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Open Access The Motion of Intellect On the Neoplatonic Reading of Sophist 248e-249d

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The Motion of Intellect On the Neoplatonic Reading of Sophist 248e-249d

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This paper defends Plotinus’ reading of Sophist 248e-249d as an expression of the togetherness or unity-in-duality of intellect and intelligible being. Throughout the dialogues Plato consistently presents knowledge as a togetherness of knower and known, expressing this through the myth of recollection and through metaphors of grasping, eating, and sexual union. He indicates that an intelligible paradigm is in the thought that apprehends it, and regularly regards the forms not as extrinsic “objects” but as the contents of living intelligence. A meticulous reading of Sophist 248e-249d shows that the “motion” attributed to intelligible being is not temporal change but the activity of intellectual apprehension. Aristotle’s doctrines of knowledge as identity of intellect and the intelligible, and of divine intellect as thinking itself, are therefore in continuity with Plato, and Plotinus’ doctrine of intellect and being is continuous with both Plato and Aristotle.

Affiliations: 1: Loyola Marymount University, Department of Philosophy1 LMU Drive, Suite 3600, Los Angeles, CA 90045eperl@lmu.edu

This paper defends Plotinus’ reading of Sophist 248e-249d as an expression of the togetherness or unity-in-duality of intellect and intelligible being. Throughout the dialogues Plato consistently presents knowledge as a togetherness of knower and known, expressing this through the myth of recollection and through metaphors of grasping, eating, and sexual union. He indicates that an intelligible paradigm is in the thought that apprehends it, and regularly regards the forms not as extrinsic “objects” but as the contents of living intelligence. A meticulous reading of Sophist 248e-249d shows that the “motion” attributed to intelligible being is not temporal change but the activity of intellectual apprehension. Aristotle’s doctrines of knowledge as identity of intellect and the intelligible, and of divine intellect as thinking itself, are therefore in continuity with Plato, and Plotinus’ doctrine of intellect and being is continuous with both Plato and Aristotle.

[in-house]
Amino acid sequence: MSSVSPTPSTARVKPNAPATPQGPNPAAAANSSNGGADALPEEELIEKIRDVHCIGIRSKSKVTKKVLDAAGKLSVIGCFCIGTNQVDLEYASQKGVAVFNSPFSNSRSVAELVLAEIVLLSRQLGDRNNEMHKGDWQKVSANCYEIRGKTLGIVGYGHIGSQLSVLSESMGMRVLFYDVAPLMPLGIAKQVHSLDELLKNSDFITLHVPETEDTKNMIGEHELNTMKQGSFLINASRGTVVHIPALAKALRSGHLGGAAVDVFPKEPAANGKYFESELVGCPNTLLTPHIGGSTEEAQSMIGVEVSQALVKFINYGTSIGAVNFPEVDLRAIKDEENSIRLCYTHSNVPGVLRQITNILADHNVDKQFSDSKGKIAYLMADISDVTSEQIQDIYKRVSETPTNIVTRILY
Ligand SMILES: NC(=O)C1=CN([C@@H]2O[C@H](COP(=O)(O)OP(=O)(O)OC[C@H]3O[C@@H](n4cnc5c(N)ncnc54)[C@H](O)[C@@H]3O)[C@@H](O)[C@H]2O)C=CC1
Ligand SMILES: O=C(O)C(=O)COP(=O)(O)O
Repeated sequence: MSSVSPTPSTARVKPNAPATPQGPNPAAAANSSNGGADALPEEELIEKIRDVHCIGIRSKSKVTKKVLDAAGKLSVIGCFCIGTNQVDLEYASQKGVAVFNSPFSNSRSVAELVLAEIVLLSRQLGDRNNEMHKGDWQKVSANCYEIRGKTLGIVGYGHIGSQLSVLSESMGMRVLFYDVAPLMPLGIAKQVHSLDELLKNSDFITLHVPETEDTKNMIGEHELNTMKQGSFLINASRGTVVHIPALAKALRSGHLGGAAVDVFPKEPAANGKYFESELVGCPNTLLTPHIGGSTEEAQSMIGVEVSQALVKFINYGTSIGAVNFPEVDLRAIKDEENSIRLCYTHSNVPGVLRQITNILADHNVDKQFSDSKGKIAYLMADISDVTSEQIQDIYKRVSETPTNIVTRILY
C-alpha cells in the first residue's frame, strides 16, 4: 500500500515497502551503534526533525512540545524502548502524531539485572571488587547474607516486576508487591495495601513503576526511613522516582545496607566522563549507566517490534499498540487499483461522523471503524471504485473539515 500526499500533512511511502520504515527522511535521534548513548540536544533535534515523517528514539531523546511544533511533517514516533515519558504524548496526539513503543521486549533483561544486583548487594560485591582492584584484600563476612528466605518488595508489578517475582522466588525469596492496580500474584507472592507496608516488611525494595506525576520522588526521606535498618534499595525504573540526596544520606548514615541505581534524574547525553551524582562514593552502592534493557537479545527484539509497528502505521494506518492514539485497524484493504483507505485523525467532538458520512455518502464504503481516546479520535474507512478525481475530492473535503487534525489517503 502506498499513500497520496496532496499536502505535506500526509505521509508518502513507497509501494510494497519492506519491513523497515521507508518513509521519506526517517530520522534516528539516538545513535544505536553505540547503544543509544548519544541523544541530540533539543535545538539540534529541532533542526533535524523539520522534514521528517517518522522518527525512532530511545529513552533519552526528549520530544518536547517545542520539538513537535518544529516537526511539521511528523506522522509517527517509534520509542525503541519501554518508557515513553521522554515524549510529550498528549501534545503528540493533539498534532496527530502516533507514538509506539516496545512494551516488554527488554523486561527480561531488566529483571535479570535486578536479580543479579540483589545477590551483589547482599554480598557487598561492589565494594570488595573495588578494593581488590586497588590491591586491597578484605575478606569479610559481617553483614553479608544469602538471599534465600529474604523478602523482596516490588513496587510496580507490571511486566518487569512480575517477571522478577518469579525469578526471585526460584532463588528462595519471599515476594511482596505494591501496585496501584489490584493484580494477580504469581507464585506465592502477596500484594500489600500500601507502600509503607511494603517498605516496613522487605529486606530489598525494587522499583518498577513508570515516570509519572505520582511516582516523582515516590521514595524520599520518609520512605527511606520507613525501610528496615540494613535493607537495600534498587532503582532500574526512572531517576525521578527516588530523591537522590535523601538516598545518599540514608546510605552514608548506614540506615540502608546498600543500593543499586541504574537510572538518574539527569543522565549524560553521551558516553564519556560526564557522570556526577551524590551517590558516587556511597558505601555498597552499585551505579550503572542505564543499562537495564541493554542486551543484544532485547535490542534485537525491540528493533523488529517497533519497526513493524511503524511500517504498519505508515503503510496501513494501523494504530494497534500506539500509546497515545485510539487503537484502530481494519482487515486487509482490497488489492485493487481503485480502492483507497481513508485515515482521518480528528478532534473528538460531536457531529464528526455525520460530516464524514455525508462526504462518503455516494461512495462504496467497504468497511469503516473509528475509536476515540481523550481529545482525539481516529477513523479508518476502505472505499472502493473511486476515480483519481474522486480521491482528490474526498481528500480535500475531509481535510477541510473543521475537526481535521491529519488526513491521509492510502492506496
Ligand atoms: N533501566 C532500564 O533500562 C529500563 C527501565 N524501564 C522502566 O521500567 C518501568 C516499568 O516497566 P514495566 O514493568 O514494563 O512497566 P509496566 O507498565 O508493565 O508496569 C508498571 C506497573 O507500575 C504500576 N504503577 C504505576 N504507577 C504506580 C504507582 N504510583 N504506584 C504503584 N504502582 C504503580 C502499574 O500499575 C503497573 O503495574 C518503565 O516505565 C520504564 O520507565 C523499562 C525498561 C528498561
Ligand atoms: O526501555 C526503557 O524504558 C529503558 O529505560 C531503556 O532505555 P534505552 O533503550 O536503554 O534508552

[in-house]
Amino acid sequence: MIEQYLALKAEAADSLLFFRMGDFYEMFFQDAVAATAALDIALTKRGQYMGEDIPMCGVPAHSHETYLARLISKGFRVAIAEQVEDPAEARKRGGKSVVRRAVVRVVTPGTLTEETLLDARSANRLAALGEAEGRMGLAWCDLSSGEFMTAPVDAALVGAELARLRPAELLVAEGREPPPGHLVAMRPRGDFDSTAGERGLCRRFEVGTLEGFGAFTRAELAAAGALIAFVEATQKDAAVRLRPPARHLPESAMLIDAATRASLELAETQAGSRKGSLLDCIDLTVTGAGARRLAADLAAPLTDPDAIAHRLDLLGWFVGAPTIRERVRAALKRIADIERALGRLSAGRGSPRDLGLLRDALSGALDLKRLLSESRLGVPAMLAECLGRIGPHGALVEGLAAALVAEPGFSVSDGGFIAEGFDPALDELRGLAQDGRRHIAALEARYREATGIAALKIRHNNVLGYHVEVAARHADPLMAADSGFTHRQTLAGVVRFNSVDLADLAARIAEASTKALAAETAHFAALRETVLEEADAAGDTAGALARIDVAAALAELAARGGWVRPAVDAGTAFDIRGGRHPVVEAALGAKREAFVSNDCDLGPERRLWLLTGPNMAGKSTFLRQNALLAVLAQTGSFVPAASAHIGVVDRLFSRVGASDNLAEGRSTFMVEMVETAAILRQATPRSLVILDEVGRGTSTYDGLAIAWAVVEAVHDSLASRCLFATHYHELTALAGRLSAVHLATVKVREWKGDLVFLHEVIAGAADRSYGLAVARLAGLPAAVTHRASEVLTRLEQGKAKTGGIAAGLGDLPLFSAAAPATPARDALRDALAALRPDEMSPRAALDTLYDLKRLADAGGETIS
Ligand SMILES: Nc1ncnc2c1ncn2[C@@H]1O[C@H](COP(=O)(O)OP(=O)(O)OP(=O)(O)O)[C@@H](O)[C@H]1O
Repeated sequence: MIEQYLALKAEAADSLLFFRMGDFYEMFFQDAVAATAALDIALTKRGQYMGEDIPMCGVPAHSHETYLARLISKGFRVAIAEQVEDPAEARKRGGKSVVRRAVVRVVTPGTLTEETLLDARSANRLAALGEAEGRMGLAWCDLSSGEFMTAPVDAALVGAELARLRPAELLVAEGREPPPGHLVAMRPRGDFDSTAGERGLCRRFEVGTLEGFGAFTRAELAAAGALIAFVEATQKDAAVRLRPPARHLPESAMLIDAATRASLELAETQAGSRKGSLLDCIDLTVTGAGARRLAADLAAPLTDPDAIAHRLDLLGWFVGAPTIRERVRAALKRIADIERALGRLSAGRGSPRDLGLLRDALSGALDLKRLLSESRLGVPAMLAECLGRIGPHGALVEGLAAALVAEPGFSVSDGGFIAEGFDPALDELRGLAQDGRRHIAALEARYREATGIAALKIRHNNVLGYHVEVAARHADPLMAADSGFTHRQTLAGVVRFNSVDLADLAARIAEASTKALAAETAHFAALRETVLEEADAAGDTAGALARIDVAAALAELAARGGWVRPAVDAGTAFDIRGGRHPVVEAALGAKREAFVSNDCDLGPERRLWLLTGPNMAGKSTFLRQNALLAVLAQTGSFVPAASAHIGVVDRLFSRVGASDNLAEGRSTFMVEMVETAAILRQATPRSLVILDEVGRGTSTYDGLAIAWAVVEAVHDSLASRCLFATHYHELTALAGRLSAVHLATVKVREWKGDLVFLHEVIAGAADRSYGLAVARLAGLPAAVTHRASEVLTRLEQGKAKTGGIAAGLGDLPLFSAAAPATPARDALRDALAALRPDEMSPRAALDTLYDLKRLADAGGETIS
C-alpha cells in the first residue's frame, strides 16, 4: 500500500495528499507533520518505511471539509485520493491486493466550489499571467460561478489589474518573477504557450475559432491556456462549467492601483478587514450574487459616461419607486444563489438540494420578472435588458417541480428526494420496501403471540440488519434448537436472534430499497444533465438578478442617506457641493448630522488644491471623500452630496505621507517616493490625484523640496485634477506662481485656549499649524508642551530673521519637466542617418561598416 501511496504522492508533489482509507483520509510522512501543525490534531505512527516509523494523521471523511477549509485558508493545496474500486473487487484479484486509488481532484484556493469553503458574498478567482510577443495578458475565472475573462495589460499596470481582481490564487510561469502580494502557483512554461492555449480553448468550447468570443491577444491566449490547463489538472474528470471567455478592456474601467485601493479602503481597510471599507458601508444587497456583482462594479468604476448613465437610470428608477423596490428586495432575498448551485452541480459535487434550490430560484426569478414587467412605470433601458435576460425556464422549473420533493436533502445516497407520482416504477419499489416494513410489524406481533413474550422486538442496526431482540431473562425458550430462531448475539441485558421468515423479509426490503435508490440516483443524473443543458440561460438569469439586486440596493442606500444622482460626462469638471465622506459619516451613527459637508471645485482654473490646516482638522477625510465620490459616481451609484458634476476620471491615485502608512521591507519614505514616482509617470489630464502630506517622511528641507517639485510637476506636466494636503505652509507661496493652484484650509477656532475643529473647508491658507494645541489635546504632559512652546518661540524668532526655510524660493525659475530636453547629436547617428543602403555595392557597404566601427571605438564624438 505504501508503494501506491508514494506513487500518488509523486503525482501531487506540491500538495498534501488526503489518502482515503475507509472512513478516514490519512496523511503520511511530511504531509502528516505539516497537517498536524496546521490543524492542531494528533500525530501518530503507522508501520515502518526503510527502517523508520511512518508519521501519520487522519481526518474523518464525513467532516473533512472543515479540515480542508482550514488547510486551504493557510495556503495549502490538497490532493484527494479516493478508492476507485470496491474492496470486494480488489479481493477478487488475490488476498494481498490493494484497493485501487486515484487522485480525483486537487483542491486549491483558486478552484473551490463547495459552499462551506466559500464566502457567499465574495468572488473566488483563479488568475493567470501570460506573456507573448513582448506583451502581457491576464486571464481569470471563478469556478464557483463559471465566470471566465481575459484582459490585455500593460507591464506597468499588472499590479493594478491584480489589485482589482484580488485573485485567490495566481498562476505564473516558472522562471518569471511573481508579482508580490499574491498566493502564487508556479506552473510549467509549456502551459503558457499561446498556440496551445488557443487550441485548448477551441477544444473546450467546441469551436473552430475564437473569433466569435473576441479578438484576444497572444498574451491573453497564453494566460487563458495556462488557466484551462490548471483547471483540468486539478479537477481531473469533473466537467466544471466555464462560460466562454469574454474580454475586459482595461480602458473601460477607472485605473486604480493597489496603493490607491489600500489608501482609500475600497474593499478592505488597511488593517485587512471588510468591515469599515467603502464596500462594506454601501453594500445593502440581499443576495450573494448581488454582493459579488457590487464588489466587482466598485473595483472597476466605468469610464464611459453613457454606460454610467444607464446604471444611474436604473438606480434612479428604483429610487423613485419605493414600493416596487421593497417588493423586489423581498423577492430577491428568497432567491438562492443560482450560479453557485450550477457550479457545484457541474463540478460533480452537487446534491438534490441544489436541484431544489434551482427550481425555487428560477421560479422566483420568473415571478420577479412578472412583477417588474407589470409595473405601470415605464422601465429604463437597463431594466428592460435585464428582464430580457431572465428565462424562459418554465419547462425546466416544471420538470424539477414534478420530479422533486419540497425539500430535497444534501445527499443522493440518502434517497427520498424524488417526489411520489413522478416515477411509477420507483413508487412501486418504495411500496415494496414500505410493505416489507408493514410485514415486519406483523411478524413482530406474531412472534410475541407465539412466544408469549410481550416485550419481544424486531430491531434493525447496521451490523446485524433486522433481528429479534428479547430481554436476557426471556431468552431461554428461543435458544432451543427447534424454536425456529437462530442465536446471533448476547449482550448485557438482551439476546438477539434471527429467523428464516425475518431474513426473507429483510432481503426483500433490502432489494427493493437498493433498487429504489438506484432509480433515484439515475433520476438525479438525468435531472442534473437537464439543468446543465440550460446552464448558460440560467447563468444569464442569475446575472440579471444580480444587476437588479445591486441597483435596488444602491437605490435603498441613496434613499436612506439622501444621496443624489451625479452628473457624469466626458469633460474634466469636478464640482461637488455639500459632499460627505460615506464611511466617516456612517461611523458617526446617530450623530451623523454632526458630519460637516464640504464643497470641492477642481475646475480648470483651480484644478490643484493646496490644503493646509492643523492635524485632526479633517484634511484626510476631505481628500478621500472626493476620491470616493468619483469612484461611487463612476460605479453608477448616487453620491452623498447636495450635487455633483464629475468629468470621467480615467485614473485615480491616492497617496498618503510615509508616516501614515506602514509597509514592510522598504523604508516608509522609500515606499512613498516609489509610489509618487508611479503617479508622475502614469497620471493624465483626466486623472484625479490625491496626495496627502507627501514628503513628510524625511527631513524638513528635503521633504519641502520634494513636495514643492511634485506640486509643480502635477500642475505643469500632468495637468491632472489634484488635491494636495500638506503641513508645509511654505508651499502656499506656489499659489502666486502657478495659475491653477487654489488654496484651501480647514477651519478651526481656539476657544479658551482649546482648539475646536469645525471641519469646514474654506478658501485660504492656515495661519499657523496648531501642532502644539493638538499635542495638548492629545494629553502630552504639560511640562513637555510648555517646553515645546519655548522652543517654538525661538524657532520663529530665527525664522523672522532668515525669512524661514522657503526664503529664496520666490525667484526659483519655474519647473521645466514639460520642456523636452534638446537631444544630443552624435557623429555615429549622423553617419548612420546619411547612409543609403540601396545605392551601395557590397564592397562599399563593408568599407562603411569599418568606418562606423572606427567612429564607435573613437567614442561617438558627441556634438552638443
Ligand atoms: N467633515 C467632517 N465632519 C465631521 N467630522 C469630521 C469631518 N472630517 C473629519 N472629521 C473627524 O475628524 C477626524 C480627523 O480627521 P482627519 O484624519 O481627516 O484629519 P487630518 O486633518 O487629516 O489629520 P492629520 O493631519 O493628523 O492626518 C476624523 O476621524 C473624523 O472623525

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2014-08-20
2017-12-17

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